These findings indicate that Walmart has managed to slash prices online across several product categories consistently, rather than with just temporary discounts.

“We are committed to having online prices that meet or beat prices at other top sites,” said Walmart spokesman Dan Toporek. He said for some items the retailer now displays two prices online to show shoppers when they can get a lower price by picking up their order in a store, but declined to comment further on the company’s pricing strategy.

Amazon spokeswoman Kate Scarpa said nothing has changed in the retailer’s approach to delivering low prices to customers.

“Amazon’s prices are as low or lower than any other retailer and we work hard for customers to ensure that’s true every day,” she said, declining to comment further on the retailer’s pricing strategy.

 

Is Google Home Vulnerable To A BlueBorne Bluetooth Hack

November 24, 2017 by  
Filed under Around The Net

Amazon Echo and Google Home devices are vulnerable to attacks via the BlueBorne Bluetooth vulnerability that was first disclosed back in September.

Security firm Armis said this week that BlueBorne, a Bluetooth-based attack vector that was initially reported as exploitable on phones and PCs with an active Bluetooth connection, is now setting its sights on digital AI assistants.

The firm said that both the Amazon Echo and Google Home can be exploited using existing BlueBorne vulnerabilities (of which there are eight in total). In the case of the Amazon Echo, those include CVE-2017-1000251 and CVE-2017-1000250, while the Google Home vulnerable to CVE-2017-0785.

Armis notes that BlueBorne represents the first “severe” over-the-air vulnerability that affects the Amazon Echo.

“Given that airborne attacks are virtually invisible to traditional security solutions, a hacker only needs to exploit one device to penetrate further into a network or spread to other devices,” it warned.

Armis CEO Yevgeny Dibrov said: “Burgeoning demand for digital personal assistants is expanding the avenues by which attackers can infiltrate consumers’ lives to steal personal information and commit fraud.

“Consumers and businesses need to be aware how their devices are connecting via Bluetooth, and the networks they may be accessing, in order to take security precautions to protect their information.”

There’s some good news to come out of this, though, as Armis disclosed the vulnerabilities both to Amazon and Google ahead of time, and both have pushed out updates to their respective digital assistants. 

Amazon said in a statement: “A fix has already started rolling out for this. Customer trust is important to us and we take security seriously. Customers do not need to take any action as their devices will be automatically updated with the security fixes.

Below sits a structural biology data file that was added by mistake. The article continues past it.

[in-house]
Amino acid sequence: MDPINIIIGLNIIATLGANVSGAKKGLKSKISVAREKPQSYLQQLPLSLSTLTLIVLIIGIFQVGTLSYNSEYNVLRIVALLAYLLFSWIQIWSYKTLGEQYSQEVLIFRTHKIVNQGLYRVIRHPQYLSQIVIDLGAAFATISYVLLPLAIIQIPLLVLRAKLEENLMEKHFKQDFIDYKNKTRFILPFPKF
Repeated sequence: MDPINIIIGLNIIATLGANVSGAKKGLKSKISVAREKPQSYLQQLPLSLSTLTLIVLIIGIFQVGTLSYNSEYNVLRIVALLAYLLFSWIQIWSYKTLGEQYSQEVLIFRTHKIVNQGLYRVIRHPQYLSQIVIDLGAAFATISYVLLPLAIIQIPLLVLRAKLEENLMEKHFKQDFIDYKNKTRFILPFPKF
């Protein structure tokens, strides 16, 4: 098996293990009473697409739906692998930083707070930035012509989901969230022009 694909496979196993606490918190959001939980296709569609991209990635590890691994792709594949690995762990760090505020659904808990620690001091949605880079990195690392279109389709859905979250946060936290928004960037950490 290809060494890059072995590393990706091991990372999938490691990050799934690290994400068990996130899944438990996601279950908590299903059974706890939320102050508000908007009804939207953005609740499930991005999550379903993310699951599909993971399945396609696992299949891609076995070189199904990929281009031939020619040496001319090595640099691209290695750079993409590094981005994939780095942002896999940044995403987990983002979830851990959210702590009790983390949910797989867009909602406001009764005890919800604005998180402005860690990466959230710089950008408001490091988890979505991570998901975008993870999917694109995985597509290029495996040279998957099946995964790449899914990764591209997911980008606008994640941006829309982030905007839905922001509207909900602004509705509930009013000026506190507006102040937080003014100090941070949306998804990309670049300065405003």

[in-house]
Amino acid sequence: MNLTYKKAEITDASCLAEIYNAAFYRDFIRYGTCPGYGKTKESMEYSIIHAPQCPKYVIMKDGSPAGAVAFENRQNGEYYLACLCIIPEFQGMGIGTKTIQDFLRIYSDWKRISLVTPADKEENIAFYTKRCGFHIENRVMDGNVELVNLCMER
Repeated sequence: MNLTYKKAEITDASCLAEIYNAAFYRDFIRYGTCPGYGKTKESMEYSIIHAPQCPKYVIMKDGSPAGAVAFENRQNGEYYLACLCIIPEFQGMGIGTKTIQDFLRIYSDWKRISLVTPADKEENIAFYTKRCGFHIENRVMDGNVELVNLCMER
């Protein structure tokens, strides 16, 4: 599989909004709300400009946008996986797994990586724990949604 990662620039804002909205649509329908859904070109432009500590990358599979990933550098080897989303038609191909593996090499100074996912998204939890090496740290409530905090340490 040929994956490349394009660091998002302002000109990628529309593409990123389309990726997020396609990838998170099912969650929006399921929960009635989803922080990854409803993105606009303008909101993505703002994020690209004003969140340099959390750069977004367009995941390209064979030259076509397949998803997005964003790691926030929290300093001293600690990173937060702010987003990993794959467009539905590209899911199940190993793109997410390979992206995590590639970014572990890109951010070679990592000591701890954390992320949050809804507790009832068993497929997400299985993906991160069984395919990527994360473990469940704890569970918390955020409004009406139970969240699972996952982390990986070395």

Google added: “Users do not need to take any action. We automatically patched Google Home several weeks ago, and neither Google nor Armis found evidence of this attack in the wild.

“As always, we appreciate researchers’ efforts to help keep all users safe.”

Courtesy-TheInq

 

Verizon Wireless To Sign A Streaming Deal With NFL

November 21, 2017 by  
Filed under Mobile

Verizon Communications Inc, no. 1 U.S. wireless carrier, is closing in on a deal  with the National Football League for digital streaming rights, Bloomberg reported, citing people familiar with the matter.

With the new agreement, Verizon will be able to give subscribers access to games on all devices, including big-screen TVs, and not just phones, according to the people, Bloomberg said.

Verizon will lose exclusive rights to air games on mobile devices, Bloomberg quoted two people as saying. Verizon’s rights will include the NFL’s Thursday night games, among others, one of the people said, according to Bloomberg.

Financial details and the duration of Verizon’s contract with the NFL could not immediately be learned, Bloomberg said.

Neither NFL nor Verizon could immediately be reached for a comment by Reuters.

Qualcomm Rejects Broadcom’s Takeover Bid

November 15, 2017 by  
Filed under Consumer Electronics

Mobile chipmaker Qualcomm Inc officially rejected rival Broadcom Ltd’s $103-billion takeover bid, saying the offer undervalued the company and would face regulatory hurdles.

Shares of Qualcomm were up 1.8 percent at $65.74 in early afternoon trading, while those of Broadcom were down 0.4 percent at $263.95.

Broadcom said it would seek to engage with Qualcomm’s board and management, adding that it had received positive feedback from key customers and stockholders.

 “We continue to believe our proposal represents the most attractive, value-enhancing alternative available to Qualcomm stockholders and we are encouraged by their reaction,” the company said.

Both companies count Apple among their top customers. Analysts have said a deal between the two would help Qualcomm settle its legal battle with the iPhone maker as Broadcom has a closer relationship with Apple.

Analysts said Broadcom can now raise its bid, go for a proxy fight or launch a hostile exchange offer.

“Qualcomm’s ‘thanks, but no thanks’ response to the unsolicited bid by Broadcom isn’t surprising and we would be surprised if at this point, Broadcom didn’t move forward with a proxy fight,” Loop Capital analyst Betsy Van Hees told Reuters.

Can The Nintendo Switch Handle Virtual Reality